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As you venture into a new project and begin the process of searching for the right fit development partner, your first few decisions might seem intimidating since they impact your project’s outcome. But if you come prepared with all your project requirements, it will be easier for you to find a good development partner and greatly increase the chances that your project will succeed. So, here are our suggested best practices to help you prepare to procure a great development partner.

Limit The Scope

When you first begin contacting potential partners, the first thing they’ll likely ask for is a description of the project. Detail your ideas ahead of time of the work that needs to be done to make it easier for your partner to give a more accurate estimate. If you can, go into some detail about the business model, revenue streams and clearly define the problems the digital product will solve. It will also make it easier to work with you on identifying any potential gaps in thinking that you may have overlooked. Additionally, sometimes knowing what the project isn’t can be very helpful in framing the boundaries in the scope you’re defining. So if you know that there are things you don’t want the project to do, make that clear either in discussion or in your documentation.

You don’t have to define every single item that will need to be built for this project. If you do, it won’t be a wasted effort because it can help paint a picture of the project’s entirety. However, it’s critical to narrow your focus to only what must be done for phase 1 and what features can be pushed to future phases. Limiting the scope makes it easier for the partner to estimate accurately and make reasonable assumptions about the overall project. The documentation shared with the partner should be an outline of all the major features you want in the product, along with anything that makes these features unique or unusual. It’s helpful to have the features grouped by “must-have” or “like to have” and then prioritized with the most essential features at the top.

Define The Type of Project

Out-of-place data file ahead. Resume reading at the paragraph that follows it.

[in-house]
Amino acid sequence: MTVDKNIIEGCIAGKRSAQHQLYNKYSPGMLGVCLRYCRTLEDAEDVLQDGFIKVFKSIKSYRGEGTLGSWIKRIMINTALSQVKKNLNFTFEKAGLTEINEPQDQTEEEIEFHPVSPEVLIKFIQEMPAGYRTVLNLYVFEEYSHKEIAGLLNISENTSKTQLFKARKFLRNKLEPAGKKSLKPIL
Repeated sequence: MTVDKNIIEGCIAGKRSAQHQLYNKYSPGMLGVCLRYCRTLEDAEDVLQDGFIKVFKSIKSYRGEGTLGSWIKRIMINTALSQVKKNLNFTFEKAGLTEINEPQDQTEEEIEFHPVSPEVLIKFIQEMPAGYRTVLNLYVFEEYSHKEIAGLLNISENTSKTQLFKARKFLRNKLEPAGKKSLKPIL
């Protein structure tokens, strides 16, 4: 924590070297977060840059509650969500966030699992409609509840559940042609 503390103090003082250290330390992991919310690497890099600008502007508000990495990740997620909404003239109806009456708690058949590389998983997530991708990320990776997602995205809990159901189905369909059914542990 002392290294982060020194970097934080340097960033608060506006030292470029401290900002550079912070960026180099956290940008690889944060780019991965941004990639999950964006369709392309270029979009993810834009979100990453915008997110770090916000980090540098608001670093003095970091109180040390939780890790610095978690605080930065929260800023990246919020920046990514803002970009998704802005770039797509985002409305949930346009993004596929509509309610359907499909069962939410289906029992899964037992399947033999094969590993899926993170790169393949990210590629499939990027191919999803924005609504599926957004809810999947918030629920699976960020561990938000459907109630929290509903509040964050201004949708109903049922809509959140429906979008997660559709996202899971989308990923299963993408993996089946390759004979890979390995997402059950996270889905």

Your potential partner needs you to specify whether what they’ll be working on is a standalone technology or if it will be attached to any other products or projects that already exist. Will they be building your product from scratch, or will there be an existing codebase that only needs to be improved. And they also need to know if there’s any 3rd party platform that will be integrated into your project.

You will have to pin down and specify the purpose of the project, who it’s for, what’s your ideal way of accomplishing it, and what’s the end goal of the product or project. You should be able to identify if what you’re trying to build and achieve is a prototype that serves for demonstration purposes, an MVP (Minimum Viable Product) that gives you access to feedback from early customers, or a full release product that is going to be consumed and purchased by the general public.

Share Institutional Knowledge

Hiring a development partner with great experience in your industry is a great way to make sure they understand what you’re building and why. But this experience doesn’t negate the fact that you are still the industry expert. So, it is your job to relay to your partner the functions, terminologies, and concepts they’ll be working with on your project, especially if there is something unique.

When you share your institutional knowledge, your partner becomes properly oriented and educated. Your project will have a high productivity rate and progress since your partner won’t be wasting time on mistakes caused by the lack of information.

Prepare to be Qualified

As a Tech Development Partner, we have a setlist of qualification questions we generally ask during discovery meetings to understand potential clients better. You should anticipate questions like the ones below and be prepared with answers.

  1. What is the problem you are trying to solve? What are the pain points?
  2. Why is now the time to build/fix the digital product?
  3. Has there been a change in the business model? Leadership? Priorities?
  4. Is there a Deadline?
  5. Have you tried to build/fix the digital product already?
    1. What worked or didn’t work?
  6. Do you have a budget set aside to fix the problem?

To Wrap It All Up

Preparing your project requirements will help you identify which development partner could best work with you. If you can present mockups, flow charts, or prototypes of your own, that would help jumpstart your project in the right direction. In any case, even if you only have a vague idea or concept in mind, that’s okay. Your potential partner should guide you and walk you through the process. But if you want to be hands-on, then start working on your project requirements and get ready for the ride.

Greg Mogab